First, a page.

US and EU announce fresh sanctions against Russia – what does this mean for markets?

Russian President Vladimir Putin
Russian President Vladimir Putin chairs a meeting with members of the Federation Council at the Novo-Ogaryovo state residence outside Moscow, March 27, 2014. REUTERS/Alexei Nikolskyi/RIA Novosti/Kremlin

On Monday, the United States and the European Union announced additional sanctions against Russia in response to ongoing conflict over Russian action in the Crimean area of Ukraine.

The US has said it will impose sanctions against seven Russian officials, including the head of the Russian state oil company Rosneft, Igor Sechin, and other people close to Russian President Vladimir Putin. Sanctions will include travel bans that prevent the sanctioned individuals from visiting the US, and a freeze on various of their assets.

In addition to the individuals, the US named seventeen organizations that it will also impose sanctions on. These primarily construction and energy companies have had various foreign assets frozen. In addition, a number of other Russian companies will be affected by the decision to impose export restrictions on certain high-tech merchandise that could be used to improve Russia’s military.

The European Union did not provide specifics on its planned sanctions; the EU has much closer economic ties with Russia than the US does as Russia is a major supplier of oil and gas to Western Europe, and European companies have more to lose if stiff sanctions are imposed. Nevertheless, the EU will announce a list of 15 Russian individuals who will face EU sanctions on Tuesday. This will increase the number of Russians (and pro-Russian Ukrainians) that the EU has sanctioned to 28 since the start of the conflict in Ukraine.

According to Treasury Secretary Jacob J. Lew, “Today’s targeted actions, taken in close coordination with the EU, will increase the impact we have already begun to see on Russia’s own economy as a result of Russia’s actions in Ukraine and from U.S. and international sanctions.

Russian economic growth forecasts have dropped sharply, capital flight has accelerated and higher borrowing costs reflect declining confidence in the market outlook.  Our goal continues to be for Russia to deescalate the situation so that additional sanctions are not needed. However, we are resolved to continue to work with our international partners and take the steps required, including action against individuals and entities in specific sectors, if Russia continues to press forward.”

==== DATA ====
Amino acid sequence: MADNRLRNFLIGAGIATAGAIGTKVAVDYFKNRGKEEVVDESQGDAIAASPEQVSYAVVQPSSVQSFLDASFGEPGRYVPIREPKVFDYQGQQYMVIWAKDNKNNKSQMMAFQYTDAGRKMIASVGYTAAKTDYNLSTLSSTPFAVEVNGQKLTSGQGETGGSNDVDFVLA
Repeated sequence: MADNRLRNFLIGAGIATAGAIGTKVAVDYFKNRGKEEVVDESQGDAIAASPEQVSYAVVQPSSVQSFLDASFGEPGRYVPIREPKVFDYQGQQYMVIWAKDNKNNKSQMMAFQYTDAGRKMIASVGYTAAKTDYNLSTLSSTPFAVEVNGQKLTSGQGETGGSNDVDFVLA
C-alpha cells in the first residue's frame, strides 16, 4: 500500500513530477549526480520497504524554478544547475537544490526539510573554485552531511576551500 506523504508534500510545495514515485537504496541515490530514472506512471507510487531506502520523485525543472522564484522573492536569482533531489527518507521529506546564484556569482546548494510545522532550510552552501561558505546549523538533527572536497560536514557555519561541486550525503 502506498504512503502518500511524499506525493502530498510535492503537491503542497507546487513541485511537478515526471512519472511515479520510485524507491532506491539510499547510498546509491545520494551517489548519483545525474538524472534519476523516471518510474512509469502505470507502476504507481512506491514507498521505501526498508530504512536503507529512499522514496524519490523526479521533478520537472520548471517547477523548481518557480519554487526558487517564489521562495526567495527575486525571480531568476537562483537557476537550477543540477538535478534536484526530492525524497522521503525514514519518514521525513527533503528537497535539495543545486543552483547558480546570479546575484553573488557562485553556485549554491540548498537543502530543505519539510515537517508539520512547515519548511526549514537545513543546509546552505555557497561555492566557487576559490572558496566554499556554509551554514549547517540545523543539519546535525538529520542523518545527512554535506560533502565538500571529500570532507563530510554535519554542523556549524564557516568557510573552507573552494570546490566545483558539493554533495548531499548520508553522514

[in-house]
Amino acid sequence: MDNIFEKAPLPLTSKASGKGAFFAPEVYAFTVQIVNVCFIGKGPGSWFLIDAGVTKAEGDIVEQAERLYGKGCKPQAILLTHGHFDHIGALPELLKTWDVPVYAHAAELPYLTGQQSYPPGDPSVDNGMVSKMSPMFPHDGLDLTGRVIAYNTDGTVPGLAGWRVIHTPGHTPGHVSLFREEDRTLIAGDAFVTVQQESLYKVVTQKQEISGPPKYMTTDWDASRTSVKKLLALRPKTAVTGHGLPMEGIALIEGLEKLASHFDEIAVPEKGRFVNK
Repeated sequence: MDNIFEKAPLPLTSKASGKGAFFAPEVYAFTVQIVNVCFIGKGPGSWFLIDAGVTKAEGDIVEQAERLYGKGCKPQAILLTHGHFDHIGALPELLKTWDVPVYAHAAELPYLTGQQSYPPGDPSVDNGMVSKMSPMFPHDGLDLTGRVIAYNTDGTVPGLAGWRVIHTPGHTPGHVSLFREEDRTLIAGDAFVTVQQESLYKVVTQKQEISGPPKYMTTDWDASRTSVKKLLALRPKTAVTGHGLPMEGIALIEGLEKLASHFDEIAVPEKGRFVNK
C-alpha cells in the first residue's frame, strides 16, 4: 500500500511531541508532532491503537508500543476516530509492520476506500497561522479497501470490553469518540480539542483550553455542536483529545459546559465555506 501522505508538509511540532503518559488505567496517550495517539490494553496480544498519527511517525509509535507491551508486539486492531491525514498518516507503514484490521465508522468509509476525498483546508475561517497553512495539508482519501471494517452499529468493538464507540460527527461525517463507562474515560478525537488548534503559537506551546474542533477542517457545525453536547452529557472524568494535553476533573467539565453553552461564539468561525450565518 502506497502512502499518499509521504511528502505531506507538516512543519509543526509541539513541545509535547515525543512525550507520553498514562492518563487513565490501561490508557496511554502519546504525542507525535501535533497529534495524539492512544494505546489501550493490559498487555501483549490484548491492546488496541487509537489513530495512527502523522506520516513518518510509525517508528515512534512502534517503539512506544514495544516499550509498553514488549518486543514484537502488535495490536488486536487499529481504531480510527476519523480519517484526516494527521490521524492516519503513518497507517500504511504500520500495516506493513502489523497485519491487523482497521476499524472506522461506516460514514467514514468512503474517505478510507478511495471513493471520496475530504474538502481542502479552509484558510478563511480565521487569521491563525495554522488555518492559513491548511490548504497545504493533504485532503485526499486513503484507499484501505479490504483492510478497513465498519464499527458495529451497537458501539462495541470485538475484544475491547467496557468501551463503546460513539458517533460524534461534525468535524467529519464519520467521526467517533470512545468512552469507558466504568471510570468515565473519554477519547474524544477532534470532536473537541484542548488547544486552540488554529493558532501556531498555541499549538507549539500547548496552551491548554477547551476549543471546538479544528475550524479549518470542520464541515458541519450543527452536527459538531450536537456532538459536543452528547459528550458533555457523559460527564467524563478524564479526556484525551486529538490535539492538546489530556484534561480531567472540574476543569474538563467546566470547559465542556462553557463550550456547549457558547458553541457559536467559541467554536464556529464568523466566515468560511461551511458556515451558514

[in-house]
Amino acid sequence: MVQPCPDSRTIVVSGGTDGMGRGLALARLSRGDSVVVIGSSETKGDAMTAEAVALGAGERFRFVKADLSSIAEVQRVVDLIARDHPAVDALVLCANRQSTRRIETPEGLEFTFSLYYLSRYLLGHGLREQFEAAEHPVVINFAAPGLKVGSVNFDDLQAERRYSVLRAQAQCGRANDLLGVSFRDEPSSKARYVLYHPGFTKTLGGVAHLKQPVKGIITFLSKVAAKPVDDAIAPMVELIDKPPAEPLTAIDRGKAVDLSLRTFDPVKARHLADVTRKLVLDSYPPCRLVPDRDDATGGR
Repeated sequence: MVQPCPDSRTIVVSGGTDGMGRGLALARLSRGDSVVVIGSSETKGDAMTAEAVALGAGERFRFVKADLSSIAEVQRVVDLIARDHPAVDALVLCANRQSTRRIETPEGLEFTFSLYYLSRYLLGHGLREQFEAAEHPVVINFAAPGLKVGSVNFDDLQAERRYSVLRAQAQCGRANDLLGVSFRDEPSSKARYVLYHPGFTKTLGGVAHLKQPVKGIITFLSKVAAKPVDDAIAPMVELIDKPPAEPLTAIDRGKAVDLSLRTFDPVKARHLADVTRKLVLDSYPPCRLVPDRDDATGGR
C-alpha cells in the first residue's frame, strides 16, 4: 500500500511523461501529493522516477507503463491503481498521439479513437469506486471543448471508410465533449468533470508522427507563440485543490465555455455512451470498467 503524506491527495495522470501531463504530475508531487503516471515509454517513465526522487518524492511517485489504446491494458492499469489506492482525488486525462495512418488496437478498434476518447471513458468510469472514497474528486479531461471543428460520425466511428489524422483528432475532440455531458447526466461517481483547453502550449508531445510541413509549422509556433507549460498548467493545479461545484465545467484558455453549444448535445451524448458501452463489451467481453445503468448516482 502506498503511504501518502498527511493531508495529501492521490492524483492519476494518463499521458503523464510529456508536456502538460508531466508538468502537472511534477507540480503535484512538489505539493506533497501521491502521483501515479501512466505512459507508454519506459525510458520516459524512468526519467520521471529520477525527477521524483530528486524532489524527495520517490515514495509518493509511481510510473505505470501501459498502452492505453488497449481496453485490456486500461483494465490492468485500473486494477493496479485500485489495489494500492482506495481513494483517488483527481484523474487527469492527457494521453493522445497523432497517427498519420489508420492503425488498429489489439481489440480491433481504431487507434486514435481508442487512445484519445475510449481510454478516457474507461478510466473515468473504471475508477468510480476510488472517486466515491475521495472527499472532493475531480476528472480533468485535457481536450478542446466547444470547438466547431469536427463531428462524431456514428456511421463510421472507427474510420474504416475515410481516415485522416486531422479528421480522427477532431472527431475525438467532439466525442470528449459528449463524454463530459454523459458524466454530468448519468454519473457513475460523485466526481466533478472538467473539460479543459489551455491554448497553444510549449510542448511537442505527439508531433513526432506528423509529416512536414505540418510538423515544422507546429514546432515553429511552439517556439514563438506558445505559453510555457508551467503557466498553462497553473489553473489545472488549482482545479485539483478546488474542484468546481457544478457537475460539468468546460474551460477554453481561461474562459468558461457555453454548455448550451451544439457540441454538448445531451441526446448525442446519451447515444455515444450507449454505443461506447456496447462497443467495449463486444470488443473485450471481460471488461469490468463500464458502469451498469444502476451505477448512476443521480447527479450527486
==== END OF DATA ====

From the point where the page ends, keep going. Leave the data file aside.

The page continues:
Despite these tough words, the MICEX Index, which tracks the 50 biggest and most liquid stocks on the Moscow exchange strengthened by over 1.5% on Monday as investors decided that the sanctions were less harsh than they might have been.  However, this may be a temporary bounce as the longer-term impact of the sanctions is likely to depress Russia’s economic performance over the next year.

Already, Russia has experienced a slowdown in its economic activity. As the chart below illustrates, Russia’s growth began to slow in 2012, and was just 1.3% in 2013. The IMF anticipates that the Russian economy will grow by 1.3% in 2014, a figure that has been revised down from earlier estimates as the year has progressed. The IMF recently warned that the situation in the Crimea is creating a number of downside risks to the Russian economy, including the risk of capital flight.

russia gdp growth imf

Russia has indeed seen an accelerated outflow of capital as the crisis in the Crimea has deepened. According to Goldman Sachs, the country has seen about $45-50bn flowing out this year, and that figure may grow to as much as $130bn, which is double the amount of capital that flowed out in 2013.

The outflow has resulted in a weaker rouble and rising bond yields. This mixture of bad news led ratings agency Standard & Poor’s to downgrade the country for the first time in six years, further hampering Russia’s ability to raise money and pay its debts. In response to all of this, the Russian central bank has raised interest rates three in a matter of months. On March 3 rates were raised to 7% from 5.5%, and they were again hiked on April 25 to 7.5%.

In other words, in spite of Russia’s denial that sanctions are affecting it, it does seem clear that the Russian economy is under strain. The MICEX is down 13.6% so far this year, and as economic growth slows, the currency depreciates, and interest rates rise, the outlook for the Russian economy seems muted at best.

On the positive side, some fund managers argue that the fall in Russian stock prices represents a buying opportunity. If you see value in the Russian stock market, remember that there are a number of ways for South African investors to acquire foreign equity.

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